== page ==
Global health discovers undergrads at UI

map and stethoscope

By Addison Martin, The Daily Iowan

University of Iowa students now will be able to expand their knowledge of health around the world, thanks to a new major in Global Health Studies.

The new interdisciplinary major will enhance the previously offered minors and certificates.

UI Professor Christopher Squier, the director of the program, has been in a key person creating the major for those wanting to work in global health.

“Not only is this unusual by being undergraduate, it is unusual by being interdisciplinary,” Squier said.

Most global-health studies are centered on graduate courses, he said, making the UI’s program unique in allowing undergraduate students to begin their exploration of health care on a worldwide scale relatively early in their education.

“One of the things that is now apparent is we say global health is local health,”  Squier said.” If you look at the people who are using many of the services in Johnson County, the Farm-to-Table food program, the Free Medical program, they are actually international, immigrants and refugees often from developing countries, so it’s almost like working internationally.”

The major is available for students this fall, but it has been a long process for those who have been working on expanding the discipline, which has involved professors and university faculty from numerous departments.

“I’ve got a steering committee of about 15 to 17 people …” Squier said. “We have faculty from public health, my appointment is in dentistry of all places. We also very much value people in anthropology and geography.”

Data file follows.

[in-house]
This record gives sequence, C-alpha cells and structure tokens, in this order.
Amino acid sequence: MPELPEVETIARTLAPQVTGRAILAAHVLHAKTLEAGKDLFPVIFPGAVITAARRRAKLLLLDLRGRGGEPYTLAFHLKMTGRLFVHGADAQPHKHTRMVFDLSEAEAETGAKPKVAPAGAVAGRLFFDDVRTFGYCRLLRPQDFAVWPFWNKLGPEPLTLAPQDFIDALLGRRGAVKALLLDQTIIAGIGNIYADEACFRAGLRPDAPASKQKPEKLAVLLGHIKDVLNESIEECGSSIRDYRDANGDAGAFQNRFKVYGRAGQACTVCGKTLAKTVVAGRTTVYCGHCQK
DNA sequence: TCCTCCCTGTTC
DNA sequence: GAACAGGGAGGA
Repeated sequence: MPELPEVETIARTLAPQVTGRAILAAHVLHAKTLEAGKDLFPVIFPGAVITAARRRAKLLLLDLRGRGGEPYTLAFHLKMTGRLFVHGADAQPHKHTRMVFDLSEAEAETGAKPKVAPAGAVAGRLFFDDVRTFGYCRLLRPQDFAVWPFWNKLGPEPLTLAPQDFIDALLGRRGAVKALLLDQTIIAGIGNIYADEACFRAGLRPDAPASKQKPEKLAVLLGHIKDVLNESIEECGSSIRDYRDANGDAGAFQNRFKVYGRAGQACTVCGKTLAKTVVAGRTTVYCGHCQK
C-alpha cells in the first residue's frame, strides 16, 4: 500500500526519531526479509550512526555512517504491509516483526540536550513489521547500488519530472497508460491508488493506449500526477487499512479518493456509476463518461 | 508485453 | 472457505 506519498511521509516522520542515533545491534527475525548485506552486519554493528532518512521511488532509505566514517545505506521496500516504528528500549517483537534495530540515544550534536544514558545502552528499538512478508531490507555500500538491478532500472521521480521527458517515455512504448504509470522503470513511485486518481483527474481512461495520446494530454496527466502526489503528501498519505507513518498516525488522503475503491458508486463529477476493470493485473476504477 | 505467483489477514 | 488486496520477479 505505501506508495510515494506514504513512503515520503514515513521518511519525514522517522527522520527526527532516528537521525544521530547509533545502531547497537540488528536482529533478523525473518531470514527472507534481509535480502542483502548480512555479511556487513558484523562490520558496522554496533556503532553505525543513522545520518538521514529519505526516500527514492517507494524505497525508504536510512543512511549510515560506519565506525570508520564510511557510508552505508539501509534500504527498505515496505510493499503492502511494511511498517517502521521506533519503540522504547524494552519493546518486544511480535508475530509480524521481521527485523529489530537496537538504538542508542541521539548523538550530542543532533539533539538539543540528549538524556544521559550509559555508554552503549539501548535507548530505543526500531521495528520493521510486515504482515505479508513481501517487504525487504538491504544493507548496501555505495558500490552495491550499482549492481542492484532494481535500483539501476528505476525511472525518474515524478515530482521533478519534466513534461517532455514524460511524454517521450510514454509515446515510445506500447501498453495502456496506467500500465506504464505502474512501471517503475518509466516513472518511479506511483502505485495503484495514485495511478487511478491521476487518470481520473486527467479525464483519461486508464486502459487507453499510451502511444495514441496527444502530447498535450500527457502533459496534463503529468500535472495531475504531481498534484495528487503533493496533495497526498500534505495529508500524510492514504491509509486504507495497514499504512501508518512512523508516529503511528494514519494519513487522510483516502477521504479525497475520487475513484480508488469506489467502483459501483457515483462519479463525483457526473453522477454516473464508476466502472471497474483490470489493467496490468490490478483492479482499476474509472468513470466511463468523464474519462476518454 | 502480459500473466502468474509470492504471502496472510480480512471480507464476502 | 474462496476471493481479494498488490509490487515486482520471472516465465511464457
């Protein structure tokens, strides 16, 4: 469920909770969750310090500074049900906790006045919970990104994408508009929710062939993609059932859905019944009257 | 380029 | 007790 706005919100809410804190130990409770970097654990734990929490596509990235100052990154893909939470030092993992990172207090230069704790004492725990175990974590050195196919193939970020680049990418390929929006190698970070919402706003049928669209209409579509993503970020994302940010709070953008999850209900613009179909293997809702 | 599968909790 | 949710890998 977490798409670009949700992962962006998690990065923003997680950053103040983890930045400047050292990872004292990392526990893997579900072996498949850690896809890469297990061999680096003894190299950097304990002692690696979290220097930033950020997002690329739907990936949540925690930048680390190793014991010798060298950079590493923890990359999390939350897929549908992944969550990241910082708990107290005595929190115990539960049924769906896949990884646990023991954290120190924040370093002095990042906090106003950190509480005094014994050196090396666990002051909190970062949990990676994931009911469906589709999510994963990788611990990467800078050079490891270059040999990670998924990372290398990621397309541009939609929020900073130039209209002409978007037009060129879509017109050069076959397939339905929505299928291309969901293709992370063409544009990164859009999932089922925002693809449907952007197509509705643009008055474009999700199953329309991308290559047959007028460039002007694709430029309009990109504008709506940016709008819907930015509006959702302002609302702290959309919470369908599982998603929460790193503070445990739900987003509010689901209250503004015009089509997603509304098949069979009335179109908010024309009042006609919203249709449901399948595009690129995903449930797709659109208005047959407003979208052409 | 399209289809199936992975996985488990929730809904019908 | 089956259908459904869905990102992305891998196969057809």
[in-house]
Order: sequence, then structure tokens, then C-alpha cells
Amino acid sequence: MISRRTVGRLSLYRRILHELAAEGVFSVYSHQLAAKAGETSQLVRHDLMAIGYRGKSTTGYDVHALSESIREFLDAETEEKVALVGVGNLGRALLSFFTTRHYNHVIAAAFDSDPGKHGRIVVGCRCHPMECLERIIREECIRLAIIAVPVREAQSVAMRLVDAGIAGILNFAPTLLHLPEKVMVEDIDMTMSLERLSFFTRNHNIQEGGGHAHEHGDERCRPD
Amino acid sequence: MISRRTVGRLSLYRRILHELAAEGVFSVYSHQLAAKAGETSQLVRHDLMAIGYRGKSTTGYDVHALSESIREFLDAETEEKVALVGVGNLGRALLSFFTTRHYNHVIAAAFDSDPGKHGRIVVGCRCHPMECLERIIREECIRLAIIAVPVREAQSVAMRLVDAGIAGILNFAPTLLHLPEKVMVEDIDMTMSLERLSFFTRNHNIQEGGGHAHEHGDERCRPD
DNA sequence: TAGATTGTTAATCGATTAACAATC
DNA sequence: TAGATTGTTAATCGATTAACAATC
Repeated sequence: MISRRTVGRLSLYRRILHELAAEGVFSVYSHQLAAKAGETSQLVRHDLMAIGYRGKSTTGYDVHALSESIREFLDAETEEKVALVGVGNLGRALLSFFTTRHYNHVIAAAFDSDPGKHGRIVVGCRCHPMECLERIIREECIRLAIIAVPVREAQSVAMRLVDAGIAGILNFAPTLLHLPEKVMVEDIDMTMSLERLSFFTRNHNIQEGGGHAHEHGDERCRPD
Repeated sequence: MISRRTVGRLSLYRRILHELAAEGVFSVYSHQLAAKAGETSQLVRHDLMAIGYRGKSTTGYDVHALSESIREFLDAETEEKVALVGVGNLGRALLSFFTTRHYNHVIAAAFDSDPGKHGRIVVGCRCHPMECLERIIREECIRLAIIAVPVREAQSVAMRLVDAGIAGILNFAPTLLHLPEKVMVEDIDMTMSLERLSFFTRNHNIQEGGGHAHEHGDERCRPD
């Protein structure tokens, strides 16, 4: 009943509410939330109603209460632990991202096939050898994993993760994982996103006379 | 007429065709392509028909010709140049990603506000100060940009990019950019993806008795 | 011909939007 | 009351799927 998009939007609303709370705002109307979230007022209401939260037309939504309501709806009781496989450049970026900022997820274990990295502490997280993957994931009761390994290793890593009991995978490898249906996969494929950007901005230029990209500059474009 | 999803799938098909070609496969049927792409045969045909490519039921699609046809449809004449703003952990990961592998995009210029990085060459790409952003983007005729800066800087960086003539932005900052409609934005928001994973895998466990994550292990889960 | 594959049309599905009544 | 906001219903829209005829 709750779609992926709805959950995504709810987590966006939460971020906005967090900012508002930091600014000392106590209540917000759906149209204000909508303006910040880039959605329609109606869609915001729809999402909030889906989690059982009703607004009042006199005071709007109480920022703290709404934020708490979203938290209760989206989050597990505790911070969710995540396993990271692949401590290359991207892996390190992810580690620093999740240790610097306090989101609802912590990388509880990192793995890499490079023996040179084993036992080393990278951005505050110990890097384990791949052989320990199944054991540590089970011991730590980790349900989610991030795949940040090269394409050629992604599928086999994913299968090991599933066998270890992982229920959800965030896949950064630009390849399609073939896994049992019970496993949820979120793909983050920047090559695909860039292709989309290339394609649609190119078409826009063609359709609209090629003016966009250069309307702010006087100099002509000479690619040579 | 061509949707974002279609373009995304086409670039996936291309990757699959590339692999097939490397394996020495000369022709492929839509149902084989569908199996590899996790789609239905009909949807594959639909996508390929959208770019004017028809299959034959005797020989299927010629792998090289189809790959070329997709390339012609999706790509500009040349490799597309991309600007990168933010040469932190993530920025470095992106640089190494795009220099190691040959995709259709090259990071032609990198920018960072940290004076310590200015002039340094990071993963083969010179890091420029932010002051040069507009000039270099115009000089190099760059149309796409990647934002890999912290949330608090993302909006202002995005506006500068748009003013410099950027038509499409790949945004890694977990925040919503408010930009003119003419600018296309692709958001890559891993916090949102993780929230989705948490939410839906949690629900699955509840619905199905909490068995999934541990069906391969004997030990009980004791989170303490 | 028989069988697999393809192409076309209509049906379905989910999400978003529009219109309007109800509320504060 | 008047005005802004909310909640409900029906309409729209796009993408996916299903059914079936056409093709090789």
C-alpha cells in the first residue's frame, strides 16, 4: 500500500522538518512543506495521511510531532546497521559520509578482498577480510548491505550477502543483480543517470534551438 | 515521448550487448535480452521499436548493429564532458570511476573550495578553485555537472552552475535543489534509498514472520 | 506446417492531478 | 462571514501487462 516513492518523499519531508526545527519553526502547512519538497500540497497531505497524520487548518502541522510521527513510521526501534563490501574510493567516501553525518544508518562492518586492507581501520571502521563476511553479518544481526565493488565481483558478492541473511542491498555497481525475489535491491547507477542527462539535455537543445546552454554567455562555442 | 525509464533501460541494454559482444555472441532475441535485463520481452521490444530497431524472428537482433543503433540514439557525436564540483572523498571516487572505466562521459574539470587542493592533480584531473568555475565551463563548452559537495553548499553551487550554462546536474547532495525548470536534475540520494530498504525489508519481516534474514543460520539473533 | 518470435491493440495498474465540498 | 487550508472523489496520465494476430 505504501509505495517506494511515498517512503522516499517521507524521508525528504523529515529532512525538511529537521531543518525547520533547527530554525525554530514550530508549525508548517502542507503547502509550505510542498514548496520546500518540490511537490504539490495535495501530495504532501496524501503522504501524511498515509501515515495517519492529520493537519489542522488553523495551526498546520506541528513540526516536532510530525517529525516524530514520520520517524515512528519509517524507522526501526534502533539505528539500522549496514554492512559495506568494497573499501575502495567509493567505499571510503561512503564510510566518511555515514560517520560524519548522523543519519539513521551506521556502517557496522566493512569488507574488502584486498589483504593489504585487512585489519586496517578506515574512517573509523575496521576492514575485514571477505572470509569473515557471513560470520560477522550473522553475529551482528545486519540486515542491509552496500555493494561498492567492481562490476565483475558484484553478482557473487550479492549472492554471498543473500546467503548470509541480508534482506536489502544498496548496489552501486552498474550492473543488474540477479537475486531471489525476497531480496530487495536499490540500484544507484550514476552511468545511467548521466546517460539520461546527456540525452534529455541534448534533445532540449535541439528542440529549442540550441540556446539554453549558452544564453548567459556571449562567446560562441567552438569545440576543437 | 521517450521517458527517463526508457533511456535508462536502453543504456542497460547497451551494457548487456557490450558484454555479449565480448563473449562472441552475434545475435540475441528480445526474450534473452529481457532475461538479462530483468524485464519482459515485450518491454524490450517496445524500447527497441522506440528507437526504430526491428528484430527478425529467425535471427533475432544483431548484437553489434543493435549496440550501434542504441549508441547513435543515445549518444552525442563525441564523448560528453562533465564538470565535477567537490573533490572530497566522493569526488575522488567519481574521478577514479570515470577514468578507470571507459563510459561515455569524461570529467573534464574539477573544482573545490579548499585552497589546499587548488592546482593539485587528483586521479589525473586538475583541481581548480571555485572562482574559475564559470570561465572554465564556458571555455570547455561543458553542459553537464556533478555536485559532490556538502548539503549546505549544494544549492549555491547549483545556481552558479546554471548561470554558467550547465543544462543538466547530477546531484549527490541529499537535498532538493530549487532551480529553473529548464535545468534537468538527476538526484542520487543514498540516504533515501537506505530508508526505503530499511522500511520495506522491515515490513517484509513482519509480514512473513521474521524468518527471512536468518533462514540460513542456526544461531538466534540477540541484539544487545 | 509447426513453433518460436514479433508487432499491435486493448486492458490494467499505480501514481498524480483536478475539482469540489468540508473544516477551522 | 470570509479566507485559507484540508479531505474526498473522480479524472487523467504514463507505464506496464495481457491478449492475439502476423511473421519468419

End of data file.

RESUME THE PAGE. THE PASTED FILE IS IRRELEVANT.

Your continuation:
History Associate Professor Mariola Espinosa, an expert in Caribbean public health who will teach a global-health-studies class next spring, also is excited about the importance of global health as an undergraduate major.

“In an ever-more-globalized world, I think that this type of concentration of major is important,” she said. “I’m an advocate for it. If the student is interested in health or public health or human well-being, this type of interdisciplinary program is great.”

This major is recommended for a myriad of students, especially those interested in the public health and health problems all around the world, said Karmen Berger, an associate director of International Programs and Global Health Studies.

“The University of Iowa is known for many things, and the health sciences is one of those things; this just increases the range of our offerings,” she said. “A lot of students come to the UI for these health sciences,  maybe they’ll go onto professional health degrees, but maybe they’ll come and decide, ‘I’m more interested in policy, I’m more interested in advocacy,’ and this new major allows them to engage in a career path related that.”

Berger said that so far this semester, the major has around 15 new additions, and officials expect more.

All parties involved hope that this major will grow in the coming years. Even though the major is called global health, its pertinence has strong effects locally.

“What we do here in Iowa City has global repercussions; we also have a sense of what’s going on elsewhere, and we’re definitely connected,”  Espinosa said.

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